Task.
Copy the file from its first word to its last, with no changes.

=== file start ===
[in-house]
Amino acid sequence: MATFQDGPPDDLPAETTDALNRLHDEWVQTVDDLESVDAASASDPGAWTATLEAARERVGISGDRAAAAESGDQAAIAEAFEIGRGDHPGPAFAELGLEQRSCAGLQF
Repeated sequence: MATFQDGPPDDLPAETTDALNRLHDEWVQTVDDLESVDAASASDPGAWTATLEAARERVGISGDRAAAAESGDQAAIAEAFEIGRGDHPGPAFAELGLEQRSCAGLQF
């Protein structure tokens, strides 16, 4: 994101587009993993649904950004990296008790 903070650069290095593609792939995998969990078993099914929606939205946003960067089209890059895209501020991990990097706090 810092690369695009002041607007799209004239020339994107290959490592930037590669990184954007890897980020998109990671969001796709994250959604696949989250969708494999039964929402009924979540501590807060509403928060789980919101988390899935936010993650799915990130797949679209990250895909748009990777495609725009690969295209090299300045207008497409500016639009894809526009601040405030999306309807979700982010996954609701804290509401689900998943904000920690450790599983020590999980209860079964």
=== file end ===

[in-house]
Amino acid sequence: MATFQDGPPDDLPAETTDALNRLHDEWVQTVDDLESVDAASASDPGAWTATLEAARERVGISGDRAAAAESGDQAAIAEAFEIGRGDHPGPAFAELGLEQRSCAGLQF
Repeated sequence: MATFQDGPPDDLPAETTDALNRLHDEWVQTVDDLESVDAASASDPGAWTATLEAARERVGISGDRAAAAESGDQAAIAEAFEIGRGDHPGPAFAELGLEQRSCAGLQF
């Protein structure tokens, strides 16, 4: 994101587009993993649904950004990296008790 903070650069290095593609792939995998969990078993099914929606939205946003960067089209890059895209501020991990990097706090 810092690369695009002041607007799209004239020339994107290959490592930037590669990184954007890897980020998109990671969001796709994250959604696949989250969708494999039964929402009924979540501590807060509403928060789980919101988390899935936010993650799915990130797949679209990250895909748009990777495609725009690969295209090299300045207008497409500016639009894809526009601040405030999306309807979700982010996954609701804290509401689900998943904000920690450790599983020590999980209860079964």